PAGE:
Issac Bailey | Unexpected disease a learning tool

June 8, 2014 

I’m not sure what I expected when I headed to Boston and Cambridge, Mass., last August to become a member of the 2014 Nieman Fellowship class at Harvard University, joining 23 other journalists from around the world in the industry’s best known and oldest fellowship program.

I knew I’d be taking classes at Harvard, rubbing shoulders with high-profile national and international journalists and giving presentations on the work I had been doing in Myrtle Beach for almost two decades, but I didn’t know what that would mean or how it would feel.

I was a South Carolina native heading to live among Yankees for the first time in a state whose weather, politics, educational rankings and health care options and access were the polar opposite of those of my native state.

Civil War statues in South Carolina are of John C. Calhoun, Robert E. Lee and other Confederate and Southern stalwarts. Abraham Lincoln and Union soldiers are celebrated in a park a short walk from my Harvard apartment.

I knew it would be difficult to find sweat tea, boiled peanuts and a Wal-Mart; and it has been.

But I didn’t know the lessons I’d learn, because the winter of my Nieman year was long and hard.

And cold.

And dark.

And seemingly without end.

The weather – the worst Boston natives said they had experienced in decades – was bad, too.

In early December, near the end of the fall semester, my wife and I sat silently in Mt. Auburn Hospital as the neurologist confirmed his diagnosis from the prior week. I was suffering from the extremely rare auto-immune disorder CIDP. My immune system was attacking my nervous system, shutting down nerves, killing muscles and threatening my spirit.

The neurologist had just performed a series of uncomfortable, sometimes-painful, electrical tests on my arms, legs and fingers.

“It’s serious,” he told us. “But it’s treatable.”

Within a few weeks, I was physically weaker than my 9-year-old daughter and had a 9-day hospital stay from which we weren’t sure would ever end. I had a spinal tap, every medical test known to man, and a team of doctors wondered if brain fluid was leaking through my nostrils.

I could no longer run, do a single push up or button my pants or pull on my socks without the help of my wife and kids. For a few weeks, I was being pushed around in a wheelchair or hobbling on crutches and wasn’t strong enough to write with a pencil or type.

I’ve been having four or five days of infusions every month to beat back the white blood cells still attacking my nervous system. I’ve regained some strength and am independent but still walk like Donald Duke because my lower legs are weak, too weak to even stand on my tip toes.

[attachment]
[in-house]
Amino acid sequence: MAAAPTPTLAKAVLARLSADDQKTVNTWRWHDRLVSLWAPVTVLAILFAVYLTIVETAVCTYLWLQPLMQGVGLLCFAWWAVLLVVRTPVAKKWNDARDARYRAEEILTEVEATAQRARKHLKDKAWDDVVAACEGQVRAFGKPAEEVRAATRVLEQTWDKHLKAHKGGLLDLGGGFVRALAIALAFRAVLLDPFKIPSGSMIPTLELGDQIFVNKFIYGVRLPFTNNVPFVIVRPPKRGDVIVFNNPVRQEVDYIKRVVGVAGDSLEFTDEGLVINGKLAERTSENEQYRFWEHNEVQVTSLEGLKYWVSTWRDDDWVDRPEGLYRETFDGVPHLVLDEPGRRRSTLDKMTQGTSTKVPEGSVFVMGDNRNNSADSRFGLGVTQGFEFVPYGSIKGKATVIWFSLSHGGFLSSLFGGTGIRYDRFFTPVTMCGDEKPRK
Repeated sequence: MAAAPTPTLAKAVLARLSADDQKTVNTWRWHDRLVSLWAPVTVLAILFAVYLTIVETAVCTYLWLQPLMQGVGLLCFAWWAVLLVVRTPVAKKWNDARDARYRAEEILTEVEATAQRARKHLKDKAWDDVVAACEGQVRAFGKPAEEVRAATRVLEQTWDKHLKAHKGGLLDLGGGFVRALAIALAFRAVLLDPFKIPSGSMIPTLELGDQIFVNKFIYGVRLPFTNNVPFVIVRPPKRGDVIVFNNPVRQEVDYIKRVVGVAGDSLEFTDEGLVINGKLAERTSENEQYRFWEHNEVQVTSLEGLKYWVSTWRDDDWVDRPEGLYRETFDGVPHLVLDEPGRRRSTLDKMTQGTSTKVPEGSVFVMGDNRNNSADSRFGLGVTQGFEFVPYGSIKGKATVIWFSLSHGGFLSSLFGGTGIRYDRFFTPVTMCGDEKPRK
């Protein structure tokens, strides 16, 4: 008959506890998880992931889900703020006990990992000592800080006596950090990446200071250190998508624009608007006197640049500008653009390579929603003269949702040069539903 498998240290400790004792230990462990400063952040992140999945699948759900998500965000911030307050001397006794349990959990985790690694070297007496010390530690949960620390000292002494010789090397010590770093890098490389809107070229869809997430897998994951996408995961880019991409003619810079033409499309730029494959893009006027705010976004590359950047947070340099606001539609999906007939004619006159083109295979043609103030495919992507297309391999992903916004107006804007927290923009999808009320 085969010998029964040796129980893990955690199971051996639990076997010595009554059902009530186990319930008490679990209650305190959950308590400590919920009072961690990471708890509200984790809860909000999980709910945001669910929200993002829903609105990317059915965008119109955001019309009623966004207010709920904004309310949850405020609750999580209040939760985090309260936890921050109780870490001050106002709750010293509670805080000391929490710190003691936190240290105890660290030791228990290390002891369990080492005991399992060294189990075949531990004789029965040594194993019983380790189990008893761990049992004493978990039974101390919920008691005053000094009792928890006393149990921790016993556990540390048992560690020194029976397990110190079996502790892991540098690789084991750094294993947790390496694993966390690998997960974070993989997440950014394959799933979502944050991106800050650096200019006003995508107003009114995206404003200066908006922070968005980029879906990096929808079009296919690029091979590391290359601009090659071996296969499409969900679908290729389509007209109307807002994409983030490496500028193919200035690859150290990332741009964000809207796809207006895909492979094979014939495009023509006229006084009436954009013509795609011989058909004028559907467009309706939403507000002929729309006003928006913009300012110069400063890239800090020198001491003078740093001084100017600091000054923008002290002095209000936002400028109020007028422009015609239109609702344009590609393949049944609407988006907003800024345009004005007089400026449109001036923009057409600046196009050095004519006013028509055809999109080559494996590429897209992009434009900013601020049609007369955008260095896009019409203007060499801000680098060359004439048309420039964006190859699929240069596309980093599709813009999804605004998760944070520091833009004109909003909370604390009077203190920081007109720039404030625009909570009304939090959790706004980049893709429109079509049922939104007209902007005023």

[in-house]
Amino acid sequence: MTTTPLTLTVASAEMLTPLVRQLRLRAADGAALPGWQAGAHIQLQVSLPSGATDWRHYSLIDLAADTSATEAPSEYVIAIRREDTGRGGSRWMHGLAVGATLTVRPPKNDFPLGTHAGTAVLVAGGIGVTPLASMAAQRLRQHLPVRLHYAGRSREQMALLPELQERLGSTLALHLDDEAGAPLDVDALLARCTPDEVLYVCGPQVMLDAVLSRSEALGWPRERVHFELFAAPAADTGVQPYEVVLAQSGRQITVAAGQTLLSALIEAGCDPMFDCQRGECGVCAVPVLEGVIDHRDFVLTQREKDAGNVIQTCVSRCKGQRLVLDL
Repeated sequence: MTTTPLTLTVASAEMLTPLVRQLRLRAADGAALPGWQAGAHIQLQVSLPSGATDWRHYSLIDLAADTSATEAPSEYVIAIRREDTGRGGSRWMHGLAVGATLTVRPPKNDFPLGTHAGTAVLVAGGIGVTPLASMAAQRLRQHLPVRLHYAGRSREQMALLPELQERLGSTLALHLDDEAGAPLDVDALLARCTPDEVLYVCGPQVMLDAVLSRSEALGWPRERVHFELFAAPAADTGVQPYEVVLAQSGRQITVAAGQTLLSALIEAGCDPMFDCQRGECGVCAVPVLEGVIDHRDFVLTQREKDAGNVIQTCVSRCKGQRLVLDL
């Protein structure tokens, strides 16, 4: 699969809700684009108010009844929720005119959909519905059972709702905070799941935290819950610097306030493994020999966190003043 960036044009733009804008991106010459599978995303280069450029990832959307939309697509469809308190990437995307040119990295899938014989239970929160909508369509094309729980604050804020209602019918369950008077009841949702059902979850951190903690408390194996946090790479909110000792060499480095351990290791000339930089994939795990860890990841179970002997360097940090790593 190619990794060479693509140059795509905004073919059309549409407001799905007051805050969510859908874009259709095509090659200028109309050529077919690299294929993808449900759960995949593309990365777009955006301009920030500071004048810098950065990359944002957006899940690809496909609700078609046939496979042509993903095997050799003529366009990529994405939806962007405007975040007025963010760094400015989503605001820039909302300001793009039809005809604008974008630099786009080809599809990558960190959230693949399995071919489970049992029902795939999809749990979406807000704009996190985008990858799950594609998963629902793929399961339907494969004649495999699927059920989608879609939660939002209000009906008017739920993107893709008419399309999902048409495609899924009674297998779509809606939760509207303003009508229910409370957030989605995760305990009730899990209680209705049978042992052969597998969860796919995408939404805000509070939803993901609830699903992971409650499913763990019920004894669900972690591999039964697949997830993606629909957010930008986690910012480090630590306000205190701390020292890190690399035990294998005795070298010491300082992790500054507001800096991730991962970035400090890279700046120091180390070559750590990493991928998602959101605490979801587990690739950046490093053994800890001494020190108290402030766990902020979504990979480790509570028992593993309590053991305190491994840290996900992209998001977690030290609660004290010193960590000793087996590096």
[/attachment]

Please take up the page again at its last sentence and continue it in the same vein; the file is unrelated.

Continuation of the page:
I’ll detail more in future columns what I learned from having to deal with an unexpected, now chronic illness in a place hundreds of miles from home. It was a lot and gave me a new appreciation for the health care reform law I had been writing about before I left.

I’ve learned other things as well and gained new insight and perspective about gun violence and how toxic stress in too many households makes the lives of young students and their teachers harder. I want to share it all, and will.

The fellowship ended in May, but I’m not coming home yet, but will be a constant presence in The Sun News. My kids have to finish up their school year, which doesn’t end until the final week of June. And I will be sticking around Harvard through mid-August to teach a journalism course during Harvard’s summer school.

I’ll be writing a couple of columns per week for Thursdays and Sundays, as well as daily blogging at MyrtleBeachOnline.com. My initial posts, scheduled to be published this morning, ask readers if there are particular things they’d like to know about Harvard and Boston through the eyes of this old Southern boy and provides my take on the controversy surrounding the release of the final P.O.W. from the Afghanistan war. Yes, I also have a ton of thoughts about the most recent Atlantic Beach Memorial Bikefest, the upcoming elections and what it means that a loaded gun was left in the toy aisle of the Myrtle Beach Target.

I also might be branching out a bit and doing an occasional post for Esquire Magazine online.

After I bring my (hopefully) re-strengthened body back to the beach in mid-August, I’m hoping to interact with many readers and groups to go over some of what I learned in Harvard and find out from you what I need to re-learn about the Grand Strand.

Until then, I’ll see you in the paper on Thursdays and Sundays and online daily.

Contact ISSAC BAILEY at ibailey@thesunnews.com or follow him on Twitter @TSN_IssacBailey.

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